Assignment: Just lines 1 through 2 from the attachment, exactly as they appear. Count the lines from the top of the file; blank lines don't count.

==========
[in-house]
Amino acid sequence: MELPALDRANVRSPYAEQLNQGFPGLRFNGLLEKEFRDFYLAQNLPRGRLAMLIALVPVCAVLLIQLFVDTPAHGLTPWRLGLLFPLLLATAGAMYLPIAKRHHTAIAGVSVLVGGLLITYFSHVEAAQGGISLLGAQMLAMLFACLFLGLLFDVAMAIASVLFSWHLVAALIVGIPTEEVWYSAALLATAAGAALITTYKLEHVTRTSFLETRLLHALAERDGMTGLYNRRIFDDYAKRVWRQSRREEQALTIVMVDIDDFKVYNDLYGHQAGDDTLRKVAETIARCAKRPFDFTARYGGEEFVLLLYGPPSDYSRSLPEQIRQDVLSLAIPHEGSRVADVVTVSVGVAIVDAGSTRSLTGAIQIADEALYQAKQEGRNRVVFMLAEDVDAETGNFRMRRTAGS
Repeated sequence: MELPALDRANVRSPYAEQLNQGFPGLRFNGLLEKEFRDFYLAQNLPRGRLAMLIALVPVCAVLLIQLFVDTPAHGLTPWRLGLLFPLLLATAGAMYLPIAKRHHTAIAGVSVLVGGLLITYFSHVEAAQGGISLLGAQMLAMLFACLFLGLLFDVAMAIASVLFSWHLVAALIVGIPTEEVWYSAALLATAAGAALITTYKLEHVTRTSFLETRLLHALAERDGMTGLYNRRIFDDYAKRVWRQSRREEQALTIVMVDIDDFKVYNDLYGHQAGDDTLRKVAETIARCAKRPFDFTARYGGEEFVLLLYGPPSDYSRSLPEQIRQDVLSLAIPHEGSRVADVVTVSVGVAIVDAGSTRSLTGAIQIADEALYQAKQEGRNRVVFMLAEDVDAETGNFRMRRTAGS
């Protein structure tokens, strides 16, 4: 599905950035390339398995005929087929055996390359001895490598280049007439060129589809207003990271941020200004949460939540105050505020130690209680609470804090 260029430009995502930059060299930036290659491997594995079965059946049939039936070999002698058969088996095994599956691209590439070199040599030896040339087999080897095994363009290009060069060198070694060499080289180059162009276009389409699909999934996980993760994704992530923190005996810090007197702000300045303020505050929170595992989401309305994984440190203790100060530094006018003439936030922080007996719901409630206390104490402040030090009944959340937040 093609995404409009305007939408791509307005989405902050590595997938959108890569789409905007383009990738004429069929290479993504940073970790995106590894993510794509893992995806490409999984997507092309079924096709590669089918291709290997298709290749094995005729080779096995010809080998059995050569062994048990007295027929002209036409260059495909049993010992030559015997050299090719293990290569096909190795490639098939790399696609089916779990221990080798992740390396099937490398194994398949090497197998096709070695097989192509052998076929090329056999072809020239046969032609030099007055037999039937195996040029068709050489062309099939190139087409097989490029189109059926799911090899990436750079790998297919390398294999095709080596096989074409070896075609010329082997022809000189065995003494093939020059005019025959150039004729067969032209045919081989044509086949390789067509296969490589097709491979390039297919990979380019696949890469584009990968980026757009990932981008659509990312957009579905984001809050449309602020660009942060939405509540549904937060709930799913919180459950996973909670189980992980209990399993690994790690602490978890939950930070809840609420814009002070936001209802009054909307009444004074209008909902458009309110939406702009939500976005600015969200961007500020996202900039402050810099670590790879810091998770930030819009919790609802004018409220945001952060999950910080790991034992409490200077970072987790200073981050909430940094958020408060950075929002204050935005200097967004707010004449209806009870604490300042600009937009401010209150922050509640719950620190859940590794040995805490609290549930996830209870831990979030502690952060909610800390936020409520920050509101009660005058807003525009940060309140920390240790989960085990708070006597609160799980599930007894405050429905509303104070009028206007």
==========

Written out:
[in-house]
Amino acid sequence: MELPALDRANVRSPYAEQLNQGFPGLRFNGLLEKEFRDFYLAQNLPRGRLAMLIALVPVCAVLLIQLFVDTPAHGLTPWRLGLLFPLLLATAGAMYLPIAKRHHTAIAGVSVLVGGLLITYFSHVEAAQGGISLLGAQMLAMLFACLFLGLLFDVAMAIASVLFSWHLVAALIVGIPTEEVWYSAALLATAAGAALITTYKLEHVTRTSFLETRLLHALAERDGMTGLYNRRIFDDYAKRVWRQSRREEQALTIVMVDIDDFKVYNDLYGHQAGDDTLRKVAETIARCAKRPFDFTARYGGEEFVLLLYGPPSDYSRSLPEQIRQDVLSLAIPHEGSRVADVVTVSVGVAIVDAGSTRSLTGAIQIADEALYQAKQEGRNRVVFMLAEDVDAETGNFRMRRTAGS